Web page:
After noon they drove to the train station. Robert stood there with the many suitcases, and in the noise and soot of the large glass hall, Veraguth took the two of them into their car, bought Albert magazines and gave him the baggage ticket, waited in front of the window until departure, took off his hat in greeting and saw the train until Albert disappeared from the window.

On the way home, he asked Robert to tell him the dissolution of his hasty engagement. At home he found the carpenter waiting to make the boxes for his last pictures. When these were packed and sent away, he wanted to go too. He longed to leave.

And now the carpenter was cleared too. Robert worked in the manor house with the one maid who was still there; they covered the furniture and closed the windows and shutters.

Veraguth walked slowly through his workshop, through the living room and bedroom, then outside, around the pond and through the park. He had walked around here a hundred times, but today everything, house and garden, lake and park, seemed to echo with loneliness. The wind blew coldly in the already yellowing arbor and brought new woolly rain clouds in low-hanging trains. The painter shivered. Now there was no one left to care for, to be considerate of, to be guarded against, and only now did he feel the worries and night vigils, the trembling fever and all the shattering fatigue of these last ones in freezing loneliness Time. He not only felt it in his head and limbs, he felt it even more deeply in his mind. Then the last playing lights of youth and expectation were extinguished; but he did not feel the cool isolation and cruel sobriety as a horror.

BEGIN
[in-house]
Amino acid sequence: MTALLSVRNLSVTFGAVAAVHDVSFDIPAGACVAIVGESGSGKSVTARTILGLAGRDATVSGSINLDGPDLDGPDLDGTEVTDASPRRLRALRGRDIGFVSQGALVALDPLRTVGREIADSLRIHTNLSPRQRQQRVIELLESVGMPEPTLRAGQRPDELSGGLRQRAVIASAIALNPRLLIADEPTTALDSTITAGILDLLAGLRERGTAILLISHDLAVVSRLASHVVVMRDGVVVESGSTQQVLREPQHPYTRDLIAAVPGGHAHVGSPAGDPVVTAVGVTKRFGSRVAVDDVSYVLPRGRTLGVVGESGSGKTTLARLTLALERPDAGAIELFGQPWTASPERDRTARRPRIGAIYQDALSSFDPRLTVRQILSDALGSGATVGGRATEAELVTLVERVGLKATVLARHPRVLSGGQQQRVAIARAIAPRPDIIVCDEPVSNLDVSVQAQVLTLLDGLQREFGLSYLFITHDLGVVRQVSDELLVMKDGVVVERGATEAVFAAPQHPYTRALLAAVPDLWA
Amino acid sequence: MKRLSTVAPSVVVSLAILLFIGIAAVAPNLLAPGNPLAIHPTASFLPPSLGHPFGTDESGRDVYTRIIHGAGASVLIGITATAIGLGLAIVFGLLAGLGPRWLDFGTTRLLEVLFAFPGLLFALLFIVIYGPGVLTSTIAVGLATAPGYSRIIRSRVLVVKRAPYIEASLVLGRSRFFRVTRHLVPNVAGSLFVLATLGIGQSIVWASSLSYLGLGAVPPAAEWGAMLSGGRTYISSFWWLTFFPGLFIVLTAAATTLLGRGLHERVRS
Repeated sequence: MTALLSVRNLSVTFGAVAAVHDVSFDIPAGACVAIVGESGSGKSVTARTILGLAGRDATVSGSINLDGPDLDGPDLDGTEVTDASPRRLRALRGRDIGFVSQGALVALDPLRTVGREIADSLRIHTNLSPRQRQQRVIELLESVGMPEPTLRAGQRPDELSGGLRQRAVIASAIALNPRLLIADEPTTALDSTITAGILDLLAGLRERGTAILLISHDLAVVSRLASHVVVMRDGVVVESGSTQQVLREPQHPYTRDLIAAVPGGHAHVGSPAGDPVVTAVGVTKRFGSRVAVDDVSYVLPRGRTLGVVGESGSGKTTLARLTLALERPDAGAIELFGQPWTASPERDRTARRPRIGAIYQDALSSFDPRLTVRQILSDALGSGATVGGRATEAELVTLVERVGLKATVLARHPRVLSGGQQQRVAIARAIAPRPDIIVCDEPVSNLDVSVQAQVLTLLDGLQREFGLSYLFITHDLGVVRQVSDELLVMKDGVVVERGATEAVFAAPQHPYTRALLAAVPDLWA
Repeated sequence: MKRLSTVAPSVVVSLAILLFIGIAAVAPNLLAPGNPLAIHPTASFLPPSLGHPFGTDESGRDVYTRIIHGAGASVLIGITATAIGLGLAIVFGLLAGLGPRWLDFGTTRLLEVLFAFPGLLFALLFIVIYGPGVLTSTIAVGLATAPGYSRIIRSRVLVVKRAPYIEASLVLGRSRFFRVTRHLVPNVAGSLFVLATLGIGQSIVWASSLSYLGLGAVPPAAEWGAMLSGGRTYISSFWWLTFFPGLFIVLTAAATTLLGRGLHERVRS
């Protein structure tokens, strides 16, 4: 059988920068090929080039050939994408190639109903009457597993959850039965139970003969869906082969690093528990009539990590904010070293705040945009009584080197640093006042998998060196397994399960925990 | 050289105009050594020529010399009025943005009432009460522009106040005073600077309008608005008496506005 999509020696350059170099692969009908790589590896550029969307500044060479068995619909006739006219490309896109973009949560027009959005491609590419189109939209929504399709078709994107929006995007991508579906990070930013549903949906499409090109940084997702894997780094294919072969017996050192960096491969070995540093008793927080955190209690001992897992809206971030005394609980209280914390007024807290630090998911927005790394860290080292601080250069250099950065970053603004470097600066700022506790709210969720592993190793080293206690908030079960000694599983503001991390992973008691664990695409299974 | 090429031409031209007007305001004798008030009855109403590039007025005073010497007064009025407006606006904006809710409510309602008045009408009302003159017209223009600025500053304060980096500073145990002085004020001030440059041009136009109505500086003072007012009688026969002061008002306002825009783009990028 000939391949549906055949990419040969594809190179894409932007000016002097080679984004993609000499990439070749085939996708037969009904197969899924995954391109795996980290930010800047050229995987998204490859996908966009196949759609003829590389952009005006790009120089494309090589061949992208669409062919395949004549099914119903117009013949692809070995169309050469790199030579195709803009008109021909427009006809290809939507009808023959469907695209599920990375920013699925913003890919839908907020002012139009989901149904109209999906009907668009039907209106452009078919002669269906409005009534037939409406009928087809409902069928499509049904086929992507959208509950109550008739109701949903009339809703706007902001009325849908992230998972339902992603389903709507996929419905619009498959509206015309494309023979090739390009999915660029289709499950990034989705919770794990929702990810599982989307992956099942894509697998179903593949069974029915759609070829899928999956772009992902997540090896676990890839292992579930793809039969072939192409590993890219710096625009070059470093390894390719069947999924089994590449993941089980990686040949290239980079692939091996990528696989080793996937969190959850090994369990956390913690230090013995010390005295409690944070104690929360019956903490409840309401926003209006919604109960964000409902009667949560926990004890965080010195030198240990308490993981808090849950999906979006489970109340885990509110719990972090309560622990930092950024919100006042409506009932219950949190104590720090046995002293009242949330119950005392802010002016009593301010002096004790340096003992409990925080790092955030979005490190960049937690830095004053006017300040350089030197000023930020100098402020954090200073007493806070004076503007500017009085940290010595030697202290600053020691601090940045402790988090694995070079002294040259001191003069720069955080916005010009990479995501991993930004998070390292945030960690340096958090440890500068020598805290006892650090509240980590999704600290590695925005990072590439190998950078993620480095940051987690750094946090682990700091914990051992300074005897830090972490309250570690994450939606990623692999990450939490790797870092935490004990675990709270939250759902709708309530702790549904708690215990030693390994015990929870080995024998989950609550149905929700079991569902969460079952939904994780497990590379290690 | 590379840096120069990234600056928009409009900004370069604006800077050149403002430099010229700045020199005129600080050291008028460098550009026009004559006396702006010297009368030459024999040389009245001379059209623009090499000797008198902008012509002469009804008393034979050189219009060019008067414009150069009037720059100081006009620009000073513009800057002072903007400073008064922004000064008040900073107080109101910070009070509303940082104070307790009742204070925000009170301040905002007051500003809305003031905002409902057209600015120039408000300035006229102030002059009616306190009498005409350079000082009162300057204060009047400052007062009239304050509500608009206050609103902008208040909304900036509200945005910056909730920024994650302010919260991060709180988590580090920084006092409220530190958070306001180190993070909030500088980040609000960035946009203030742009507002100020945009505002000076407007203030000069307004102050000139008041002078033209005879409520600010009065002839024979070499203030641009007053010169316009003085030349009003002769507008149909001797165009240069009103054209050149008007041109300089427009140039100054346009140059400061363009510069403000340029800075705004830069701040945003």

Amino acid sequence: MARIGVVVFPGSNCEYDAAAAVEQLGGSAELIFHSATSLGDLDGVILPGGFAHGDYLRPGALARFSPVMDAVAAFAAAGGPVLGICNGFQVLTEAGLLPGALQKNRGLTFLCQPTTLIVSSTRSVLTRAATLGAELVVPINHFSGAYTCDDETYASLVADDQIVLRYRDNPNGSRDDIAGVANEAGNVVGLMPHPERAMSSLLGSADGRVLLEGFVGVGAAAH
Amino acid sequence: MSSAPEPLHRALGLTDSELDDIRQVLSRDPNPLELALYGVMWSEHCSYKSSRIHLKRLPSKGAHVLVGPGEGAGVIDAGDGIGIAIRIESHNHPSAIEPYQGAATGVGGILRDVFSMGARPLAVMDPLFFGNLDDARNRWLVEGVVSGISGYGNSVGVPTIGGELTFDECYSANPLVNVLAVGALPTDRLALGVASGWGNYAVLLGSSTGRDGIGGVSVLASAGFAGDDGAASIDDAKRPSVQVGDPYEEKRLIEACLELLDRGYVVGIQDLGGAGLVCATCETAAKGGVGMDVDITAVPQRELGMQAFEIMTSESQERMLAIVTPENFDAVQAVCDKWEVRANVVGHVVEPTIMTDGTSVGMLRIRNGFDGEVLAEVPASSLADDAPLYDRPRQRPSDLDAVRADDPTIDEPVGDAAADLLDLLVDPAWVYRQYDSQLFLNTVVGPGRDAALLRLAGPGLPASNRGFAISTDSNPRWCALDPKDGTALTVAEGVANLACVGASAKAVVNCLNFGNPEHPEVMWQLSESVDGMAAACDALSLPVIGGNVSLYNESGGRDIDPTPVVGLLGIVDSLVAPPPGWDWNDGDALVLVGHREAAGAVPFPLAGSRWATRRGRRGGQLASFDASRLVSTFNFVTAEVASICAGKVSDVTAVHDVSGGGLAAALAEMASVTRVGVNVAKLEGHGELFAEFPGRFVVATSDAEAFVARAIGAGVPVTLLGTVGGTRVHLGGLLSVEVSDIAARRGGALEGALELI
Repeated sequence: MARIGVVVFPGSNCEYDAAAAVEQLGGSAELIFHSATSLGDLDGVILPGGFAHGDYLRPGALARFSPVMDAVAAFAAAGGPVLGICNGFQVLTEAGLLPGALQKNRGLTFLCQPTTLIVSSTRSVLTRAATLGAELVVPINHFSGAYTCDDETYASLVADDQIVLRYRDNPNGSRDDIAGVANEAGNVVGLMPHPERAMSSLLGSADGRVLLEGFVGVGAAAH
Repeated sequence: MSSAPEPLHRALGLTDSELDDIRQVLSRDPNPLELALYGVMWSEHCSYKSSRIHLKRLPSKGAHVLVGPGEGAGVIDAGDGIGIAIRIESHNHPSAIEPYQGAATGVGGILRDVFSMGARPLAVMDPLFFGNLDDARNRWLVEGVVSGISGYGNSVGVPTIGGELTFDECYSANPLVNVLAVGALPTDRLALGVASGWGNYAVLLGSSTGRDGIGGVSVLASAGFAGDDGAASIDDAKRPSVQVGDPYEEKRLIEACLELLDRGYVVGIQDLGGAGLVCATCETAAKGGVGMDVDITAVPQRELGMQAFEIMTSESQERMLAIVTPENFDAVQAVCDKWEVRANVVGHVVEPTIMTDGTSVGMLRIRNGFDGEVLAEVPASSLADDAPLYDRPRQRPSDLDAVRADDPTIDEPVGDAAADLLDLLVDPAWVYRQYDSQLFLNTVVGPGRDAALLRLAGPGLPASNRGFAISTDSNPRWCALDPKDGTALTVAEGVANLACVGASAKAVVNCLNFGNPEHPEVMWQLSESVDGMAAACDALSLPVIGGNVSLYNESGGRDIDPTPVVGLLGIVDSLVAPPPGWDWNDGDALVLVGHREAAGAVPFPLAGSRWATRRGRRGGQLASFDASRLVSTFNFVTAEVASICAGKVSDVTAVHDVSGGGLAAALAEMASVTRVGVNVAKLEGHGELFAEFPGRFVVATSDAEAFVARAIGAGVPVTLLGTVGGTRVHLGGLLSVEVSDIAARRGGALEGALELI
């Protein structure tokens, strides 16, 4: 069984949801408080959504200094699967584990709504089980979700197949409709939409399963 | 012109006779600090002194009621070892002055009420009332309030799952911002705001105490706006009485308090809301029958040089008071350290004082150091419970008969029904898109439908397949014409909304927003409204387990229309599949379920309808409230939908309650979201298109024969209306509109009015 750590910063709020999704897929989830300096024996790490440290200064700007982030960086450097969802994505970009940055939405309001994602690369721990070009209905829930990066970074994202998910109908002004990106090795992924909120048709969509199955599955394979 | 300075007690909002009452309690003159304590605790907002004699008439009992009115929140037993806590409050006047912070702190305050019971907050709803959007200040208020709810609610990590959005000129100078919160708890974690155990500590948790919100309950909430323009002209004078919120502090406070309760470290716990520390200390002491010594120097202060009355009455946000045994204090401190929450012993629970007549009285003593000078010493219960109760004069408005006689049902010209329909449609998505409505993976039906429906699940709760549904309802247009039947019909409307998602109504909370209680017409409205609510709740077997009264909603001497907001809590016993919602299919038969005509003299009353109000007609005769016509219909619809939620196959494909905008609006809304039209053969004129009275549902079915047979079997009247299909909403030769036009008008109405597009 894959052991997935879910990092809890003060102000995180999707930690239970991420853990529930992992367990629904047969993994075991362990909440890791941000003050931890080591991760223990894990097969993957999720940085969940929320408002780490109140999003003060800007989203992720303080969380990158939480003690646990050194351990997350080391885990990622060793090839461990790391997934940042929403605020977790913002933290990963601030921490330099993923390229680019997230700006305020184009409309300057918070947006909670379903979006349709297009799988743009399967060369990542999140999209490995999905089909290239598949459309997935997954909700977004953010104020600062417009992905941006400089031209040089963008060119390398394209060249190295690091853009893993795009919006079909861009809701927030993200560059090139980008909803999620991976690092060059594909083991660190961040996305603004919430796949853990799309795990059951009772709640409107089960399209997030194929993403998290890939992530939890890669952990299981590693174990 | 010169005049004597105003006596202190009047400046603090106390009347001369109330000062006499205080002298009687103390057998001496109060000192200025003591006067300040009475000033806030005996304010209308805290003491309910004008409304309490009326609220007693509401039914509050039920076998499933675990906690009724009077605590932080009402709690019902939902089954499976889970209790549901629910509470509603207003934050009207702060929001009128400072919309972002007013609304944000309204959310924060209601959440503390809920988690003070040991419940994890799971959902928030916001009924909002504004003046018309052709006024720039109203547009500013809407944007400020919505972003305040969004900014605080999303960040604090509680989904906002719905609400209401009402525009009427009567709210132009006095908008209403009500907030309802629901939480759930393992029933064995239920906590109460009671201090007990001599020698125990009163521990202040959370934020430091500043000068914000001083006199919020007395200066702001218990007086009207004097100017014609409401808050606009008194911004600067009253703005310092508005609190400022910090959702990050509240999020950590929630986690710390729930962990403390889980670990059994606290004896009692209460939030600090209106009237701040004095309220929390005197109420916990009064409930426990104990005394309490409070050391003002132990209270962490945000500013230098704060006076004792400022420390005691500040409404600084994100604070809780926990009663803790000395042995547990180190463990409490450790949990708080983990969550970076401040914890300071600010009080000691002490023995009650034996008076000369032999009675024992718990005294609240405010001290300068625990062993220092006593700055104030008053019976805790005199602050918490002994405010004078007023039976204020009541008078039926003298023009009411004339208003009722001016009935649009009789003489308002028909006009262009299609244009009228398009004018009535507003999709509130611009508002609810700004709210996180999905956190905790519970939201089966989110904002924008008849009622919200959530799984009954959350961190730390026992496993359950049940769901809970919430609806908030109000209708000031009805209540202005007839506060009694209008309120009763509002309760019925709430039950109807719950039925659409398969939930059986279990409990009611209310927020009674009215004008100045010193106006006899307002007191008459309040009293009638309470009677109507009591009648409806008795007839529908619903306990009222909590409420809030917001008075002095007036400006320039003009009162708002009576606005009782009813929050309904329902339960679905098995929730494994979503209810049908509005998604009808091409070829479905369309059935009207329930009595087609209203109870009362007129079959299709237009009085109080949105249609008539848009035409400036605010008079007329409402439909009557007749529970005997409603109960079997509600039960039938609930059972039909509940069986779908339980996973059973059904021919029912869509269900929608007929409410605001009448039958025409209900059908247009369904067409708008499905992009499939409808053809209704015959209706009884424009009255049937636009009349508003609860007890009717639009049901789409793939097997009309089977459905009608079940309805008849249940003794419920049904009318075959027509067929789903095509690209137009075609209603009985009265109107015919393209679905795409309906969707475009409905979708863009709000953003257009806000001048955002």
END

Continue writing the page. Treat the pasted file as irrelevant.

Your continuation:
Undeterred, he sought, strolling on through the wet paths, to retrace the threads of his life, whose simple fabric he had never seen so clearly and with satisfaction. And he found without bitterness that he had walked all these ways in blindness. He saw that, in spite of all attempts and in spite of all longing that had never been completely extinguished, he had passed the garden of life. He had never in his life experienced and tasted love to the last reason, never until these last days. Then he had experienced his only true love, all too late, at the bed of his dying boy, that was the first time he had forgotten himself, overcame himself. That would be his experience and his poor little treasure forever.

What was left to him was his art, of which he had never felt as safe as it was now. He was left with the consolation of those standing outside, to whom it was not given to usurp life themselves and drink it up; he was left with the strange, cool, yet irrepressible passion of seeing, observing and secretly proud co-creation. That was the rest and the value of his unsuccessful life, this unswerving loneliness and cold pleasure in performing, and to follow this star without going astray was now his fate.

He breathed deeply in the damp, bitter-scented park air, and with every step he thought he was pushing the past away like a useless boat from the bank. In his examination and knowledge there was nothing of resignation; full of defiance and enterprising passion, he looked forward to the new life, which was no longer allowed to be groping and dawning madness, but a steep, daring path uphill. Later and perhaps more bitterly than men usually do, he had said goodbye to the sweet twilight of youth. Now he was poor and belated in the broad daylight, and of which he did not intend to lose another precious hour.